Now read what Gary said again.

Furthermore, Bowers had worked for years in that railroad tower and he certainly knew which side of the fence was north and which was south. When Bowers said, "Now I could see back, or the South side of the wooden fence in the area, so that obviously there was no one there who could have had anything to do with either, as accomplice or anything else, because there was no one there at the moment that the shots were fired," he was clearly saying that there was no one on the south (Elm Street) side of the fence. And he was right - there wasn't! There were two men standing with groundskeeper Emmett Hudson and all three were on the steps a good distance away from the south side of the fence."

Gary knows full well that Bowers could not see the true south side of the fence.

So doesn't it make sense to you that Bowers made a slip there & was talking about the RR side of the fence?

Why would Bowers be dismissing people on the south side that he couldn't see?

I'm just trying to reason nothing else.

When discussing with Gary Mack about how anyone could confuse what Bowers was talking about, Gary replied, "I don't need others to interpret for me what Lee Bowers said vs. what Lee Bowers meant. I can read, and I have also interviewed two people who interviewed him extensively: filmmaker Emile de Antonio and researcher Jones Harris. de Antonio was the producer/director of the film Rush To Judgment. De, as he was called by his friends, told me directly that, without question, the most credible person he and Mark Lane interviewed for their documentary was Lee Bowers. De remembered vividly how Bowers described the events and what he saw before, during and after the assassination. There were two men behind the fence near the east corner. That was one of the main reasons Bowers appeared in the film.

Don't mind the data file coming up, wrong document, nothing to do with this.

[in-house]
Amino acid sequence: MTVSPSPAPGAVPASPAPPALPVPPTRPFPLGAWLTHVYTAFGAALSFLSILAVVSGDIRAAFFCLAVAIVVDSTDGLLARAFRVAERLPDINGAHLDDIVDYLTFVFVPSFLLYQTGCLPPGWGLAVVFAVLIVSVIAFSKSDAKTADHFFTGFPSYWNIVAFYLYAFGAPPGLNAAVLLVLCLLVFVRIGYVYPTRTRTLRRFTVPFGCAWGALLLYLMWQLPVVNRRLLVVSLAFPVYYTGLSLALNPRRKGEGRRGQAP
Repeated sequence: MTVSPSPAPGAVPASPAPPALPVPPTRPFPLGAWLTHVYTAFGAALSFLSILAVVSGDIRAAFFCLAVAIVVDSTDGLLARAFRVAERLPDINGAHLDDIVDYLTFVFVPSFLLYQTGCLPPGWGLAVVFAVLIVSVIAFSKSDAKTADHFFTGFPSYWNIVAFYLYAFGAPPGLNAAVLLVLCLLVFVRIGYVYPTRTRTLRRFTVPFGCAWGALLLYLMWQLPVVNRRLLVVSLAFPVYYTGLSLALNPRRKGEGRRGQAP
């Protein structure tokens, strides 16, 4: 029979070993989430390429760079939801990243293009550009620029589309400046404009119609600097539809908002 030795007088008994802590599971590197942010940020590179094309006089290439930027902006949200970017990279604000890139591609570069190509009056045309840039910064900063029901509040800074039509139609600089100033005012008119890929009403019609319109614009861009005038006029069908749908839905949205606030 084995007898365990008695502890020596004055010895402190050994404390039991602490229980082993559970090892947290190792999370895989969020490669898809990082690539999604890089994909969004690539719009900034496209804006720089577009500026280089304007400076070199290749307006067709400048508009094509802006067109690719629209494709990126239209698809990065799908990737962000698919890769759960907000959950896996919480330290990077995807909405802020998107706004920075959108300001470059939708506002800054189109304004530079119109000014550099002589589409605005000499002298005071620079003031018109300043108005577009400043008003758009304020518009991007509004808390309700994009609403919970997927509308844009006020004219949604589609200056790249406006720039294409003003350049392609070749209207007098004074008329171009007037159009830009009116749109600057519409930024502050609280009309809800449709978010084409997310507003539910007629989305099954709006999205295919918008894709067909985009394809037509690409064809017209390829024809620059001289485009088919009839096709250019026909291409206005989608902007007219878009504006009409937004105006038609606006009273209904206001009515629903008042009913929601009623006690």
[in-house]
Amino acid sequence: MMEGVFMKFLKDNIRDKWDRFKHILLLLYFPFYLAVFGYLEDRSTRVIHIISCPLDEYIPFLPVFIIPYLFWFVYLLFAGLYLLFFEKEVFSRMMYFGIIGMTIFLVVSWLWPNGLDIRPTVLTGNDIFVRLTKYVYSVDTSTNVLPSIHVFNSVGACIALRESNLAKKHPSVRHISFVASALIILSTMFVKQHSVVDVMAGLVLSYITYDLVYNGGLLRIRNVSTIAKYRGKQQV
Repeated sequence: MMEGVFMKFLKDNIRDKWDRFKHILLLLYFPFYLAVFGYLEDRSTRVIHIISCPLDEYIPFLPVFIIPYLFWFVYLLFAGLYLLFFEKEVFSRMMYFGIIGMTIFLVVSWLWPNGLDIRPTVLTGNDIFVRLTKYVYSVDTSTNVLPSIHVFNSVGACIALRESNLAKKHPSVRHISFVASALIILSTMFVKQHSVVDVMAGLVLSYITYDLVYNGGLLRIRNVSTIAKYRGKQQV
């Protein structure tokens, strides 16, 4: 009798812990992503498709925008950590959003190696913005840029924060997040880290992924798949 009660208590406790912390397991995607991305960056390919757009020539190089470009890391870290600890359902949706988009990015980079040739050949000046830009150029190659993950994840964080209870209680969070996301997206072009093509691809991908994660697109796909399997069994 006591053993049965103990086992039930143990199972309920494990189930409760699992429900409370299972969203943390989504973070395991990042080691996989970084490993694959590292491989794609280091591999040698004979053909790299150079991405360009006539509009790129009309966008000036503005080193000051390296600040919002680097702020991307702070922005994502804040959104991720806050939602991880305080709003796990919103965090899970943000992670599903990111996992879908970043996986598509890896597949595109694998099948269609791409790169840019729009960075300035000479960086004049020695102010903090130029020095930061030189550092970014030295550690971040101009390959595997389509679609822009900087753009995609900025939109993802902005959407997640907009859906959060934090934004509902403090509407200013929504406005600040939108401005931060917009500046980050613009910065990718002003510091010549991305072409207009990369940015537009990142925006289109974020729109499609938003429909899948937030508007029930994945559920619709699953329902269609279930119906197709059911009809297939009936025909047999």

Here again we have a conflict of reason.

The last two sentences......

There were two men behind the fence near the east corner. That was one of the main reasons Bowers appeared in the film.

Are those words that from Gary's mouth or from de Antonio's?

It seems as though Gary is saying that De told him those words but that's not the way it really reads.

Anyhow whoever said it has to ignore both the film & the transcript because Bowers said no such thing in either & if he truely did it is a complete mystery as to why that sentence avoided both.

Maybe Bowers asked it to be stricken from the record?

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Gary knows full well that Bowers could not see the true south side of the fence.